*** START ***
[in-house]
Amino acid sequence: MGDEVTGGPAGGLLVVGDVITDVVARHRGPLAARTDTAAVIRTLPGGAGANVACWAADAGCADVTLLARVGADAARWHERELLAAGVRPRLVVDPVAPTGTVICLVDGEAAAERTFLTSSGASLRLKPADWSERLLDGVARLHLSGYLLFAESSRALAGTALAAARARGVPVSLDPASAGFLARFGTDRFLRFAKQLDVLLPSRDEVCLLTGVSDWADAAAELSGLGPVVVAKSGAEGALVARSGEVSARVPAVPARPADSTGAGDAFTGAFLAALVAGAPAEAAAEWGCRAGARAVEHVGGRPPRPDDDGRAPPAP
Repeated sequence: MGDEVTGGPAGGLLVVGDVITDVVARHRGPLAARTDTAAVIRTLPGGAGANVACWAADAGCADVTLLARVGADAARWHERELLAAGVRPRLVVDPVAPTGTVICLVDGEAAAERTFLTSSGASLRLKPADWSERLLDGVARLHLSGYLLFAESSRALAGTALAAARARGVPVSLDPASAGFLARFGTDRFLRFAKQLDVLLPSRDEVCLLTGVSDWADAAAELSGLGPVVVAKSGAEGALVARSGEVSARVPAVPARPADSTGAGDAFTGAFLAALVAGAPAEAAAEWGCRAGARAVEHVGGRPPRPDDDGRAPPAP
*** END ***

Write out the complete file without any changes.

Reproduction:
[in-house]
Amino acid sequence: MGDEVTGGPAGGLLVVGDVITDVVARHRGPLAARTDTAAVIRTLPGGAGANVACWAADAGCADVTLLARVGADAARWHERELLAAGVRPRLVVDPVAPTGTVICLVDGEAAAERTFLTSSGASLRLKPADWSERLLDGVARLHLSGYLLFAESSRALAGTALAAARARGVPVSLDPASAGFLARFGTDRFLRFAKQLDVLLPSRDEVCLLTGVSDWADAAAELSGLGPVVVAKSGAEGALVARSGEVSARVPAVPARPADSTGAGDAFTGAFLAALVAGAPAEAAAEWGCRAGARAVEHVGGRPPRPDDDGRAPPAP
Repeated sequence: MGDEVTGGPAGGLLVVGDVITDVVARHRGPLAARTDTAAVIRTLPGGAGANVACWAADAGCADVTLLARVGADAARWHERELLAAGVRPRLVVDPVAPTGTVICLVDGEAAAERTFLTSSGASLRLKPADWSERLLDGVARLHLSGYLLFAESSRALAGTALAAARARGVPVSLDPASAGFLARFGTDRFLRFAKQLDVLLPSRDEVCLLTGVSDWADAAAELSGLGPVVVAKSGAEGALVARSGEVSARVPAVPARPADSTGAGDAFTGAFLAALVAGAPAEAAAEWGCRAGARAVEHVGGRPPRPDDDGRAPPAP